Acta Analytica

, Volume 28, Issue 2, pp 223–227

New Reasons to Motivate Trope Theory: Endurantism and Perdurantism


    • Department of PhilosophyUniversity of Fribourg
Original Article

DOI: 10.1007/s12136-012-0166-0

Cite this article as:
Benovsky, J. Acta Anal (2013) 28: 223. doi:10.1007/s12136-012-0166-0


In this paper, I argue that (non-presentist) endurantism is incompatible with the view that properties are universals. I do so by putting forward a very simple objection that forces the endurantist to embrace tropes, rather than universals. I do not claim that this is bad news for the endurantist—trope theory seems to me by all means more appealing than universals—rather, I would like to see this result as a further motivation to embrace tropes. I then also put forward a (more controversial) reason to believe that at least some versions of perdurantism also require tropes rather than universals.



In this paper, I argue that (non-presentist) endurantism is incompatible with the view that properties are universals. I do so by putting forward a very simple objection that forces the endurantist to embrace tropes, rather than universals. I do not claim that this is bad news for the endurantist—trope theory seems to me by all means more appealing than universals—rather, I would like to see this result as a further motivation to embrace tropes. I then also put forward a (more controversial) reason to believe that at least some versions of perdurantism also require tropes rather than universals.

Tropes are spatio-temporal objects. The trope theory's rival universals view comes in two versions: either it claims universals to be abstract (non-spatio-temporal, platonic) objects or on the contrary, concrete (spatio-temporal, immanent) ones. It is the latter option, of an Armstrongian type, that I will be concerned with in this article. The debate between tropes and immanent universals opposes two views on the nature of properties that are different but that have in common the idea that properties are spatio-temporal entities—these are the two views that I am interested in comparing here.

The story starts with the well-known objection to endurantism from temporary intrinsics (see Lewis 1986 (p. 202-205)). Take the case of an apple: it is first green, say at time t1, and later it is red, say at time t2. According to endurantism, in this situation, there is one and numerically the same entity—the apple—that exists wholly both at t1 and at t2. This entity has both the properties of being green and of being red, and this is why Lewis has charged endurantism with a contradiction. To avoid this worry, endurantists have various strategies available, namely indexicalism, adverbialism, or relationism. In this article, I shall focus on indexicalism and adverbialism.1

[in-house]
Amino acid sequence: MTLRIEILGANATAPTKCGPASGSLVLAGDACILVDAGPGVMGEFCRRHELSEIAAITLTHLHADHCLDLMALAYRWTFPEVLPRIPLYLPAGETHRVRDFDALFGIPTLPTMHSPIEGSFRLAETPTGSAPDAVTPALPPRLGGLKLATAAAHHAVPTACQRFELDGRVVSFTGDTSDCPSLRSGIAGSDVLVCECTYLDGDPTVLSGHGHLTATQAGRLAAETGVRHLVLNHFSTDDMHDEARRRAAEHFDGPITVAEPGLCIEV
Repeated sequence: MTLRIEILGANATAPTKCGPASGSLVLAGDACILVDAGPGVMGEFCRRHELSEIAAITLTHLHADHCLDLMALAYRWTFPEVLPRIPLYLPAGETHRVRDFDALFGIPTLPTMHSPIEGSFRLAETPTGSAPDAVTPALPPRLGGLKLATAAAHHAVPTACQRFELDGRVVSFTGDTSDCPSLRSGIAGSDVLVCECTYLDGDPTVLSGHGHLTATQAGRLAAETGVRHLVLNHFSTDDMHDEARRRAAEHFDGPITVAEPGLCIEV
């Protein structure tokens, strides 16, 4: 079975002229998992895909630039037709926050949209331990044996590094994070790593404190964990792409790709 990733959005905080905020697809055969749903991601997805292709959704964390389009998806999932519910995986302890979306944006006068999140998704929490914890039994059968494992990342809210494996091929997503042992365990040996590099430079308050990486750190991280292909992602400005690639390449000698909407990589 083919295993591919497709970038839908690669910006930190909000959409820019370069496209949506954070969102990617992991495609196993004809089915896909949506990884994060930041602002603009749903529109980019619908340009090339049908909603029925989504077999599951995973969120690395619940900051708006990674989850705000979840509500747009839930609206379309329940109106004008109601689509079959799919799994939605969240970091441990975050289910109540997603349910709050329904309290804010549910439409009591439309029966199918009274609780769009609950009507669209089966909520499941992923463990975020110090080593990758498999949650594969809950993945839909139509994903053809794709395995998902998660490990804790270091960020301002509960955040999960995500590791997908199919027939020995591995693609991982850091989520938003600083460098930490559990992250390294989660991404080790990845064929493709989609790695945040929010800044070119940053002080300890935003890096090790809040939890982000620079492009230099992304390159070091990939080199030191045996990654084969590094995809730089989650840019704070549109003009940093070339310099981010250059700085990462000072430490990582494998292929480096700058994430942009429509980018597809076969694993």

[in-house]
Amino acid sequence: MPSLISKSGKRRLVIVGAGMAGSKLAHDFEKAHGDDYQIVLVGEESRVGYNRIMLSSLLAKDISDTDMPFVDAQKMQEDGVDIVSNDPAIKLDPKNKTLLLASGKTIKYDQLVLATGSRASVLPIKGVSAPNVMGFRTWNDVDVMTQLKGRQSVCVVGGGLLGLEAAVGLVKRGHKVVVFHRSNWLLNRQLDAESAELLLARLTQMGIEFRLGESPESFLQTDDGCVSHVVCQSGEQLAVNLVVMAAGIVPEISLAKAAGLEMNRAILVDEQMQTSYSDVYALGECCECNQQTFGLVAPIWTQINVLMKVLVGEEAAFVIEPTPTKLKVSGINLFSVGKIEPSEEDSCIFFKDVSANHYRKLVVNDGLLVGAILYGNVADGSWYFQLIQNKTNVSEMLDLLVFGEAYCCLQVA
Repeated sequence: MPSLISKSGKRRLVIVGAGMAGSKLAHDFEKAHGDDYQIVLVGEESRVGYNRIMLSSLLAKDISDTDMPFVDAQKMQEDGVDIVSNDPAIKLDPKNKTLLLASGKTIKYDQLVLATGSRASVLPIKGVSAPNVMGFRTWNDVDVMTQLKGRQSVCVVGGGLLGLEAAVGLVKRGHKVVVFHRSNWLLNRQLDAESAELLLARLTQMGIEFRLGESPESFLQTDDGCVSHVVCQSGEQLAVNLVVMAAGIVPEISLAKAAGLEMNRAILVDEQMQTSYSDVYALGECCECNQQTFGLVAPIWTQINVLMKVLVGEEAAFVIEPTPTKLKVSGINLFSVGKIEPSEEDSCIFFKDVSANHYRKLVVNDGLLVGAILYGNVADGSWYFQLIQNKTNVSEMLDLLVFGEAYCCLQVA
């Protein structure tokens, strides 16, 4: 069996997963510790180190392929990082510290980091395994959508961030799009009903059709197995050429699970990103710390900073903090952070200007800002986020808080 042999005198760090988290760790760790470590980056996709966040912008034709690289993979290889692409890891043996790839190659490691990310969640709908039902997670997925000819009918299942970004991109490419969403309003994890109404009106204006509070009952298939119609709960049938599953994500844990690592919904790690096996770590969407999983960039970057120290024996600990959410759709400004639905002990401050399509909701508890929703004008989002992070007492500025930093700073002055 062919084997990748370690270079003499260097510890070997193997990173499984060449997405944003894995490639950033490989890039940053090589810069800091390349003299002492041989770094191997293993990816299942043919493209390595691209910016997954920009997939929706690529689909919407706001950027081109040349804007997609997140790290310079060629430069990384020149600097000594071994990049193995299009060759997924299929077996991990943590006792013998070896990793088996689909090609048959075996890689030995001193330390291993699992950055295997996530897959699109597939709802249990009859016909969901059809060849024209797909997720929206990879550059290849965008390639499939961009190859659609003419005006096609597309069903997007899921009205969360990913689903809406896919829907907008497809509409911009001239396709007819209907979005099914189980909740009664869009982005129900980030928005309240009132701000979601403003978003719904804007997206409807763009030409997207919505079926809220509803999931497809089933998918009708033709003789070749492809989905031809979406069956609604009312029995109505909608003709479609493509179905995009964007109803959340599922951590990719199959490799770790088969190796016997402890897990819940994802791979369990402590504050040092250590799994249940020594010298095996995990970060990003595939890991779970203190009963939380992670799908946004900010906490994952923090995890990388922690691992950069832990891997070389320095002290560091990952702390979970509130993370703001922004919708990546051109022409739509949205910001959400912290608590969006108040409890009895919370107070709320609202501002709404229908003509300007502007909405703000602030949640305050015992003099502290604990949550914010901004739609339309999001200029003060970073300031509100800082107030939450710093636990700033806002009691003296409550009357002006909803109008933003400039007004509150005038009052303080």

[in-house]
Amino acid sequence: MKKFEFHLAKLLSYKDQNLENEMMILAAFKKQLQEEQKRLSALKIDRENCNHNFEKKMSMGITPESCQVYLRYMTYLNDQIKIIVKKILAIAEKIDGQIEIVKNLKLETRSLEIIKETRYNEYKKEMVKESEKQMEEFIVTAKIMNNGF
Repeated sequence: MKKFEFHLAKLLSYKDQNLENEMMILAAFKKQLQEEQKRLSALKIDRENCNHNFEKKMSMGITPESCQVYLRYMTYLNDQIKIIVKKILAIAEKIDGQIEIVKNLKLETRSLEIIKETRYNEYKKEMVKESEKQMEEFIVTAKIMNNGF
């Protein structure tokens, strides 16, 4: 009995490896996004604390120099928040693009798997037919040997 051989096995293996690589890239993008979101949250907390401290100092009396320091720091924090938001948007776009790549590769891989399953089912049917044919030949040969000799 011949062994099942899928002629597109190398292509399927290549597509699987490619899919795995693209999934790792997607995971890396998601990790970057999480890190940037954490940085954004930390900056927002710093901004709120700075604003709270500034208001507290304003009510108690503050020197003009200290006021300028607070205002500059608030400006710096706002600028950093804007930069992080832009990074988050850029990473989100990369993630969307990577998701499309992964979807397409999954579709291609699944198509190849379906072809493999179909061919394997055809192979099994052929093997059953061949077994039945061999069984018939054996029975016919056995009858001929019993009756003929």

The indexicalist strategy, such as developed in the work of Peter Van Inwagen (see Van Inwagen 1985, 1990, 2000), claims that all properties are always time-indexed. In our case, the apple does not have the property of being green, and neither has it the property of being red. Instead, it has the properties of being-green-at-t1 and being-red-at-t2—again, the idea here is that there are no properties like "being green simpliciter", the only properties there are, are always and only time-indexed ones. This is how the endurantist can easily answer Lewis' objection, since time-indexed properties such as these are simply not contradictory.

Suppose we accept this line of response—this is where we get to the point I wish to stress. Indeed, such time-indexed properties are tropes, rather than universals, for such properties are always "time-bound," in the sense that they cannot be exemplified at any other time. And of course, not only do properties have to be time-bound, but they have to be space-time-bound as well. The need for this is most salient in the case of a time-travel scenario. Let us send our apple back in time from t2 to t1. At t1, it then has both the properties of being-green-at-t1 and being-red-at-t1—a contradiction. But of course, the same remedy we have seen above can be applied here as well: just claim that all properties are always space-time-indexed, in which case, any threat of a contradiction is easily avoided, in the same way as before.